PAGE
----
Orange tops QoS ranking, then takes war to Safaricom

PayG_Banner237x510bThe past few days have been good for Orange. What with the latest CCK Quality of Service (QoS) report released on January 7 stating that even though none of the four MNOs – Safaricom, Airtel Kenya, Orange and yuMobile – met their QoS requirements in the 2012/13 financial year, only Orange had the highest QoS score of 62.5 per cent.

The other four rivals performed below par, with all the three managing just 50 per cent out of the set minimum score of 80 per cent.

In the report, CCK (I don’t know when they will begin using their new name Communications Authority of Kenya, abbreviated as CAK as even the QoS report still refers to the regulator as CCK) – noted that all the operators met the KPI targets in respect to RX Level, Call set up time, Handover Success Rate and Call drop rate in the current assessment period.

The KPIs that have not been met by any of the operators in the current assessment period included call block rate, completed calls and call set up success rate (CSSR). The Commission will continue to engage the operators with a view to ensuring quality services are provided to the consumer. In addition, we are working on a number of regulatory measures to improve mobile cellular quality of services and it is hoped this will be reflected in the next report.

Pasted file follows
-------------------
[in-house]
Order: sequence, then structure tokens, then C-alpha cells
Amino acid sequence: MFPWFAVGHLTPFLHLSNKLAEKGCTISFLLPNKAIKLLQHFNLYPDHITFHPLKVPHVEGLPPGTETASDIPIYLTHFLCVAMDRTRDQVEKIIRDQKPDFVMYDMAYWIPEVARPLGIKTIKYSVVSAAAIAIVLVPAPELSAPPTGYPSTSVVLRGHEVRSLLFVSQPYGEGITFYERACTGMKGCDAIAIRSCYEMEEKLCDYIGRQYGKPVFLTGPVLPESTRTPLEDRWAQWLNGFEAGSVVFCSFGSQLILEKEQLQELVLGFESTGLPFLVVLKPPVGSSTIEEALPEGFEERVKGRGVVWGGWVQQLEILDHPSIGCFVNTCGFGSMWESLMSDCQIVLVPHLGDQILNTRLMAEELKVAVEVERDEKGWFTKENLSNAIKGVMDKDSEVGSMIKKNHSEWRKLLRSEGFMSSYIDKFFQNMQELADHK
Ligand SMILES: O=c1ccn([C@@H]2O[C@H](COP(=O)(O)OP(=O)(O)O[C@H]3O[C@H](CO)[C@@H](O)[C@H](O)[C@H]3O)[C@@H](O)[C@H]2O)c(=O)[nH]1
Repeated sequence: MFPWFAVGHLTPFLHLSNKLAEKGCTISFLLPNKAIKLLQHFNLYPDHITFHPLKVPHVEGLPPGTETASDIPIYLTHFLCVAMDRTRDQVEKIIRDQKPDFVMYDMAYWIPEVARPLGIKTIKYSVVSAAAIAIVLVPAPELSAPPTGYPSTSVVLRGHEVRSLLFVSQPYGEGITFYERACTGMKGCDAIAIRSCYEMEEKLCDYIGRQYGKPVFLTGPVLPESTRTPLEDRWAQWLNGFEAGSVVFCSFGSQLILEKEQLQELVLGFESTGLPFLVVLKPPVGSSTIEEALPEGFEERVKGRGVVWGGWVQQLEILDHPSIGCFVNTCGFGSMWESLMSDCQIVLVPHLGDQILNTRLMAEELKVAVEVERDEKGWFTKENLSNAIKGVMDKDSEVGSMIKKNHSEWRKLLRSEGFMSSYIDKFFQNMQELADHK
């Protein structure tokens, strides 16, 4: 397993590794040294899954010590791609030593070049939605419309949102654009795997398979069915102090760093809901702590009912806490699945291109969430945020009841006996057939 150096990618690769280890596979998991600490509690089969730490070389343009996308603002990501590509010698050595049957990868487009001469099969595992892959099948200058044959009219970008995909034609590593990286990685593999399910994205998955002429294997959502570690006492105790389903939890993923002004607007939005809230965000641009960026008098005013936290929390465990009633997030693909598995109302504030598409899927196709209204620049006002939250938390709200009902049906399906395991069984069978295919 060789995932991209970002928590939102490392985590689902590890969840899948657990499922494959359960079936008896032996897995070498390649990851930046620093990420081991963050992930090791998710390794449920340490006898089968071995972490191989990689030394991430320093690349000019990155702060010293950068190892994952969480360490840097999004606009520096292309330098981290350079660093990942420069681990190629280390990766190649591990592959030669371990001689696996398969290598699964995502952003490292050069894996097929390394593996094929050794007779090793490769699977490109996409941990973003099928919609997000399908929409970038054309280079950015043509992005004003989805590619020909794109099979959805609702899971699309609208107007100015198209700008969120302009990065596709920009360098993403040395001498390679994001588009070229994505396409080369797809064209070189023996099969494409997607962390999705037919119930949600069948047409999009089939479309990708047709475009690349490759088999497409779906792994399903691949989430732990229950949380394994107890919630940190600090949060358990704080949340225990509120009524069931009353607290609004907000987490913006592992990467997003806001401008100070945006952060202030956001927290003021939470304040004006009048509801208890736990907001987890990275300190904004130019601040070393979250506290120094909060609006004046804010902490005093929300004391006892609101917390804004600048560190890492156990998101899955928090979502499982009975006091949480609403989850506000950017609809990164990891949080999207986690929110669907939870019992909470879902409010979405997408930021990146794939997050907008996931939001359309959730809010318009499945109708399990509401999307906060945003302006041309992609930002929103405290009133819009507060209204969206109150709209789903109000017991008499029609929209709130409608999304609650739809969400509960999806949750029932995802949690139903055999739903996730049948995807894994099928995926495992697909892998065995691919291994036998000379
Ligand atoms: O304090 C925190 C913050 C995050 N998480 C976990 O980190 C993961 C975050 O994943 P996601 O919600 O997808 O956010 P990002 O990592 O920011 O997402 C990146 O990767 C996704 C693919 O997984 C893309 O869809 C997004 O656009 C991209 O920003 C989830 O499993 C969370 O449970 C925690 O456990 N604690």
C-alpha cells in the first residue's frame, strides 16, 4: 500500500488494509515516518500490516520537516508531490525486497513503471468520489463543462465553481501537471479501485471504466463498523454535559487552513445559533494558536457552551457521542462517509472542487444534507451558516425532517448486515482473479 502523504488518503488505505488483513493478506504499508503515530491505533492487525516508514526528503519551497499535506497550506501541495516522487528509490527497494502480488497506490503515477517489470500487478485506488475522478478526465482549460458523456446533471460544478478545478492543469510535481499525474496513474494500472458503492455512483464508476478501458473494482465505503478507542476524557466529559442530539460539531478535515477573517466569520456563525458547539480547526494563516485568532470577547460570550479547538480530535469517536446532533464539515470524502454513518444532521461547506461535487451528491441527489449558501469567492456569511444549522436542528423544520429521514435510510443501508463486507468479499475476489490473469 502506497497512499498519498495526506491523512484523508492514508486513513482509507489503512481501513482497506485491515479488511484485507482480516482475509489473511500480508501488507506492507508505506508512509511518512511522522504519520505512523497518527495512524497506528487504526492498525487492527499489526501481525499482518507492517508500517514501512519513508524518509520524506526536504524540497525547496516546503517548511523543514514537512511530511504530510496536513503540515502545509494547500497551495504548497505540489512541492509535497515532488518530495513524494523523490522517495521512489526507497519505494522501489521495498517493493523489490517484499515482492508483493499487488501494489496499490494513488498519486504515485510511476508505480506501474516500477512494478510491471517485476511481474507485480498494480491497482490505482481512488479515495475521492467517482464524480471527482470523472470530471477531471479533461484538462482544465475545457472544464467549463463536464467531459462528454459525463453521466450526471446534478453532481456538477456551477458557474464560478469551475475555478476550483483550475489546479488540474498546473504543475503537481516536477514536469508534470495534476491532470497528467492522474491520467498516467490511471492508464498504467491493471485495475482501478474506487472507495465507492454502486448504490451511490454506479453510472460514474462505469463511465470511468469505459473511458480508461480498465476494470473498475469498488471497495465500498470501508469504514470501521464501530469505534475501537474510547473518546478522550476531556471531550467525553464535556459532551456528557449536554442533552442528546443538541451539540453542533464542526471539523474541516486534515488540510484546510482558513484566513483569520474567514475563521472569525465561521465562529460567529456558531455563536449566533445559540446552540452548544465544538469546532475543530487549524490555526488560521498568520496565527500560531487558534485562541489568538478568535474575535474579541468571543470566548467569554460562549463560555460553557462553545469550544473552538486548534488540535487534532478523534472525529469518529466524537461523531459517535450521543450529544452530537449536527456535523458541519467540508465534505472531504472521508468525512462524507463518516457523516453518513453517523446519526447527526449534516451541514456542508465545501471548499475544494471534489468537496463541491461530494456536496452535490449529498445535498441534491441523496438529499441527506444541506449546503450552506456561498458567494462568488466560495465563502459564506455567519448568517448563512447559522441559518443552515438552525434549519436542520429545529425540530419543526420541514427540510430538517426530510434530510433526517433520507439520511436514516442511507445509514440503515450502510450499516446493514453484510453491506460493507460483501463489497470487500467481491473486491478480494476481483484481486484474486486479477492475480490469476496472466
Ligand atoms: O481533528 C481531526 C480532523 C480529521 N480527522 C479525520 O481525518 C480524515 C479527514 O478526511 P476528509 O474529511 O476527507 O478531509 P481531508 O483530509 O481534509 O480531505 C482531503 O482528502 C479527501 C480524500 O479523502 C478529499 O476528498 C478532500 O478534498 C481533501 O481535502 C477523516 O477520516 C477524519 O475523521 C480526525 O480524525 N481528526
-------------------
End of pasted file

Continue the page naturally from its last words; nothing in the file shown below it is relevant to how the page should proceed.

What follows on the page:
And like the saying goes, it never rains but pours. This is how Safaricom’s troubles could be summed up in the last few days.

As though not meeting the QoS requirements was not sufficient trouble, Orange – perhaps buoyed by the positive QoS report – immediately took the voice tariff war to its rival, taunting Safaricom on adverts that ran on print, online and electronic media platforms.

In the adverts – which refer to the Tujuane tariff – Orange informs the audience how it costs subscribers Kshs 4 to make Safaricom to Safaricom calls; Kshs 3 to make Orange to Safaricom calls before ending it by cleverly notifying the public that it only costs Kshs 2 to make Orange to Orange calls.

The audience or reader for that matter – who may be potential subscribers for that matter – are left to make the choice on which between the two networks is cheaper for on-net as well as off-net calls.


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